Hamar Cathedral was erected as a result of Hamar achieving city status in 1849 and re-emerged as an independent diocese two years later. Noting rapid growth and the need for a diocese to cover areas of eastern Norway, the Church of Norway established the seat for the newly formed diocese of Norway in Hamar in 1864. The architect for the cathedral was Heinrich Ernst Schirmer, the local general contractor was Herman Frang. The cathedral was consecrated for services on 15 December 1866. The exterior was built in simple, nearly austere German Romanesque style and is largely unchanged since its construction.
In the 1920s, several changes were made to the interior. In 1950, bishop Kristian Schjelderup called for a significant renovation of the interior. Arnstein Arneberg was commissioned as architect, and his design called for nearly completely gutting the interior. All that remain from the original interior are the supporting structure for the organ loft, only the baptismal font and two silver candlestick holders. The new interior was opened on May 9, 1954.
The interior is characterized by an elevated nave, inspired by the basilica structure. The windows are decorated with fabric-like paintings, possibly based on medieval tapestries. The central feature of the interior is the altar, which is possibly the most unusual feature of the cathedral. Henrik Sørensen's depiction of the resurrected Jesus Christ was inspired by a Nordic archetype. On the side panels Sørensen depicted the anxious mother and Hans Nielsen Hauge's awakening. The ceiling was painted by Arve Hagen. The pulpit and the bar in front of the sanctuary were carved by Anthon Røvik. The pulpit includes a depiction of Francis of Assisi.References:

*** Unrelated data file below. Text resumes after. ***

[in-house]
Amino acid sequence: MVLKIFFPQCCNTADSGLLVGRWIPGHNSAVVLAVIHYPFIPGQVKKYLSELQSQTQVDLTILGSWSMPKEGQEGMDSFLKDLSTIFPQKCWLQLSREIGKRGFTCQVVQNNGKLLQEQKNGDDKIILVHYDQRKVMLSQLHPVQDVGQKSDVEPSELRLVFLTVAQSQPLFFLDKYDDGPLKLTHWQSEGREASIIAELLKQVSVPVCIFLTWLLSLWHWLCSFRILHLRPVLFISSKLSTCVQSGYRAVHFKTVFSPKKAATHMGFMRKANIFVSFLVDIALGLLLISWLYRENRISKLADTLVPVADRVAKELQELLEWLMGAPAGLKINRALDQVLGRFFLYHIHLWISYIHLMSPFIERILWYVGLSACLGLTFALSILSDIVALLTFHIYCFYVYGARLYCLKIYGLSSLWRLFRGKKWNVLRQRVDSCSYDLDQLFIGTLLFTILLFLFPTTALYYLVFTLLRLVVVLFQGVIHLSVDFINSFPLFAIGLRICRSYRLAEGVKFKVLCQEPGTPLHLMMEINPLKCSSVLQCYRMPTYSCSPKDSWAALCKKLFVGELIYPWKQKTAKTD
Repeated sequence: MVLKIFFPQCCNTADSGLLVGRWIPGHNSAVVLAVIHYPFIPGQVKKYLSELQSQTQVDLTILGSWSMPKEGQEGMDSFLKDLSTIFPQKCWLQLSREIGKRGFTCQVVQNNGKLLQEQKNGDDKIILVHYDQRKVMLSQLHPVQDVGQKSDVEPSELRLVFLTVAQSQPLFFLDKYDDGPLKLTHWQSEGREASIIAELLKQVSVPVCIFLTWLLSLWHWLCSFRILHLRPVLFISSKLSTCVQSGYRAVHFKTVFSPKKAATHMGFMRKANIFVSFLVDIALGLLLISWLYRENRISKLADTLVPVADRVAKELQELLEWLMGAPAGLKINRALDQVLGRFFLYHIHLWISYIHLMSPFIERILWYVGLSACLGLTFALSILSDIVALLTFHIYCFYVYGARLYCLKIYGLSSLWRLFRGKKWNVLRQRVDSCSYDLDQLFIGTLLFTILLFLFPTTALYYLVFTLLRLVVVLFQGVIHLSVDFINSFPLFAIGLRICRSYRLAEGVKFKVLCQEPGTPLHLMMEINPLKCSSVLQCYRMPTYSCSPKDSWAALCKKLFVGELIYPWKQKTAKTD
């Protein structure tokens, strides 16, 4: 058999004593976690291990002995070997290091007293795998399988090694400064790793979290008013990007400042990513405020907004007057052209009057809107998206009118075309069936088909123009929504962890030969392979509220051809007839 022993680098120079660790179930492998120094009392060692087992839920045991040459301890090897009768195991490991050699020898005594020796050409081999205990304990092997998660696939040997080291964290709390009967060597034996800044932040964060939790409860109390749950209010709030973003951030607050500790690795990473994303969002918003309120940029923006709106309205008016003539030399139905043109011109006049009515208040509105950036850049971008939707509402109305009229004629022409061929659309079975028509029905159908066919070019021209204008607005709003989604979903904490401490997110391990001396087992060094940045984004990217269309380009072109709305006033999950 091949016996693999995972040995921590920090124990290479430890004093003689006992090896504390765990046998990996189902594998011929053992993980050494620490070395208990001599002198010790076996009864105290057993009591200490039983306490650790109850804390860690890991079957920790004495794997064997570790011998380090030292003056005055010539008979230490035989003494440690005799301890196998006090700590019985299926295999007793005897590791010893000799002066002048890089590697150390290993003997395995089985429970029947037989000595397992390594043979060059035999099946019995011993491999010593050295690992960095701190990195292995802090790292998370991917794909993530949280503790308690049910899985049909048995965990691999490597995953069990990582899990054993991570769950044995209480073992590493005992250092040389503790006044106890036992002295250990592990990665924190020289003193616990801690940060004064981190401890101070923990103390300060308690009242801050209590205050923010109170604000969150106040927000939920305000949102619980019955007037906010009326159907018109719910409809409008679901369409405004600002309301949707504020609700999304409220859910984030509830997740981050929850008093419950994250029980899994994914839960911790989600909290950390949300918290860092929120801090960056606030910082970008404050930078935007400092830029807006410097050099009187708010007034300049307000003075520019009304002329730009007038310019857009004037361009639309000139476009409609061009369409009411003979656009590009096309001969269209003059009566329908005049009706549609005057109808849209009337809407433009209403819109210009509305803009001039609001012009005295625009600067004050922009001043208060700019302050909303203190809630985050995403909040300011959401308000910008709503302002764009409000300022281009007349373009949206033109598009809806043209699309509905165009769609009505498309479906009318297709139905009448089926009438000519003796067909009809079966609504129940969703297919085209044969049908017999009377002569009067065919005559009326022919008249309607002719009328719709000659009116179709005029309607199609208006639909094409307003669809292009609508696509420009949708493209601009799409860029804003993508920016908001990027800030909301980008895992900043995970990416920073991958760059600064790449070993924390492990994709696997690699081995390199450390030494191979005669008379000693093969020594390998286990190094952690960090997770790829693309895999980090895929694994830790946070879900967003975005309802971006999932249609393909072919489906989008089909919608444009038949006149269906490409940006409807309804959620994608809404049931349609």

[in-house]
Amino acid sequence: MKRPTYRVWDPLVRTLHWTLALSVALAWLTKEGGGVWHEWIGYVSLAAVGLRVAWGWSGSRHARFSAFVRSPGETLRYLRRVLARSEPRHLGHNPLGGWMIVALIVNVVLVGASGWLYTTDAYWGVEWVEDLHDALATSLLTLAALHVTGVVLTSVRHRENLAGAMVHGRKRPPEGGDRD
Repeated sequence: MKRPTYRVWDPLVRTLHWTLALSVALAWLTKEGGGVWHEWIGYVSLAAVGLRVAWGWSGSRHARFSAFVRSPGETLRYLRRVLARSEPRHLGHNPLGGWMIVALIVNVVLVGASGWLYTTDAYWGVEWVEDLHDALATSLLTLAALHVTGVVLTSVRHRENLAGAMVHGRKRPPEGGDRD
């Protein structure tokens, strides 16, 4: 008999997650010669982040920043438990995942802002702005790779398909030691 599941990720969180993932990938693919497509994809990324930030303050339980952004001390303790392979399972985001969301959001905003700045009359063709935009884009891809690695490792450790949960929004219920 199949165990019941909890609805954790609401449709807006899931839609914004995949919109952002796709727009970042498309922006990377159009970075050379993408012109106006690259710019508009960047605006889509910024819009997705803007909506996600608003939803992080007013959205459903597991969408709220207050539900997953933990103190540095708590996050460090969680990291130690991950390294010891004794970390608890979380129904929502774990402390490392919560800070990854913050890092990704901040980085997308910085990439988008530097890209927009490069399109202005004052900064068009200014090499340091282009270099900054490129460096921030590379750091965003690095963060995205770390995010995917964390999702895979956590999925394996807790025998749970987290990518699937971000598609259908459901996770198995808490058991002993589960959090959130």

Roman Walls of Lugo are an exceptional architectural, archaeological and constructive legacy of Roman engineering, dating from the 3rd and 4th centuries AD. The Walls are built of internal and external stone facings of slate with some granite, with a core filling of a conglomerate of slate slabs and worked stone pieces from Roman buildings, interlocked with lime mortar.
Their total length of 2117 m in the shape of an oblong rectangle occupies an area of 1.68 ha. Their height varies between 8 and 10 m, with a width of 4.2 m, reaching 7 m in some specific points. The walls still contain 85 external towers, 10 gates (five of which are original and five that were opened in modern times), four staircases and two ramps providing access to the walkway along the top of the walls, one of which is internal and the other external. Each tower contained access stairs leading from the intervallum to the wall walk of town wall, of which a total of 21 have been discovered to date.
The defences of Lugo are the most complete and best preserved example of Roman military architecture in the Western Roman Empire.
Despite the renovation work carried out, the walls conserve their original layout and the construction features associated with their defensive purpose, with walls, battlements, towers, fortifications, both modern and original gates and stairways, and a moat.
Since they were built, the walls have defined the layout and growth of the city, which was declared a Historical-Artistic Ensemble in 1973, forming a part of it and becoming an emblematic structure that can be freely accessed to walk along. The local inhabitants and visitors alike have used them as an area for enjoyment and as a part of urban life for centuries.
The fortifications were added to UNESCO"s World Heritage List in late 2000 and are a popular tourist attraction.